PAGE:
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Southern Historical Society Papers, Volume 30. (ed. Reverend J. William Jones) 11 3 Browse Search
Southern Historical Society Papers, Volume 12. (ed. Reverend J. William Jones) 2 2 Browse Search
Robert Underwood Johnson, Clarence Clough Buell, Battles and Leaders of the Civil War. Volume 4. 1 1 Browse Search
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Browsing named entities in Southern Historical Society Papers, Volume 12. (ed. Reverend J. William Jones). You can also browse the collection for Cary Breckinridge or search for Cary Breckinridge in all documents.

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Southern Historical Society Papers, Volume 12. (ed. Reverend J. William Jones), Reminiscences of cavalry operations. (search)
hing the outpost the picket squadron cleared the way by a dash across the creek, which was followed closely by the brigade. The enemy's videttes were pressed back upon their reserve, and they in turn upon the regiment supporting the picket. At their reserve they had, in a piece of woods, a strong cavalry barricade, from which they gave us a warm reception. Their position commanded the road, and our battery could not be brought into action. I dismounted the brigade and sent Lieutenant-Colonel Cary Breckinridge, of the Second Virginia, to turn their right, which he did handsomely by moving well to our left and front; but in this attack he was severely wounded. Our battery once up and in position, we drove them steadily. Colonel William H. Payne, commanding the Fourth Virginia, supported the battery with spirit, and the Third and First pressing steadily forward on my right, while Major Graves, of the Second, moved steadily ahead on their right and kept their right contracting. Twi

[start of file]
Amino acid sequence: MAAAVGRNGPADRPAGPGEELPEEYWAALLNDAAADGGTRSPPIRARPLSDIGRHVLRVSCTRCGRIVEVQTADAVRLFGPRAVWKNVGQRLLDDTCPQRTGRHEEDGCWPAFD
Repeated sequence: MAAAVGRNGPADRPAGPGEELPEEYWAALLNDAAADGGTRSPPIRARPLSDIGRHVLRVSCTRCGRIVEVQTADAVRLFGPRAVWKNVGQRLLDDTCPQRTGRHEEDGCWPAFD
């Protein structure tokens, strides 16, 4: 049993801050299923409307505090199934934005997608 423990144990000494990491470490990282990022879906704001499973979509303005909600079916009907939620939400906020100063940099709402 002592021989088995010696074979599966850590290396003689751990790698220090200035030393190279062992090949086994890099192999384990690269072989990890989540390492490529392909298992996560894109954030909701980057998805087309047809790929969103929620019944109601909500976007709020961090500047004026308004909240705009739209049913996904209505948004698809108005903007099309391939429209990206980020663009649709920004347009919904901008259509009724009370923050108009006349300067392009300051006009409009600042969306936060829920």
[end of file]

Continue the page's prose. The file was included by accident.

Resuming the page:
Southern Historical Society Papers, Volume 12. (ed. Reverend J. William Jones), Report of Major-General Fitzhugh Lee of the operations of the cavalry corps A. N. V. (search)
sly forth. His unconquerable spirit was filled with as much earnestness and zeal in April, 1865, as when he first took up arms, four years ago; and the freedom with which he exposed a long life laden with honors proved he was willing to sacrifice it if it would conduce towards attaining the liberty of his country. Brigadier-General Munford, commanding my division, mentions most favorably Colonel W. A. Morgan, First Virginia cavalry; Colonel W. B. Wooldridge, Fourth Virginia; Lieutenant-Colonel Cary Breckinridge, Second Virginia (a brother of the gallant Captain James Breckinridge, of the same regiment, who was killed at Five Forks, as was not previously mentioned); Lieutenant-Colonels Old, Fourth Virginia, and Irving, First Virginia, all of Munford's old brigade; Captain Henry Lee, A. A. G.; Lieutenant Abram Warwick, A. D. C.; Lieutenant Mortimer Rogers, Ordnance Officer; and Sergeant-Major L. Griffin, Second Virginia cavalry. I cannot close this, my last official report, without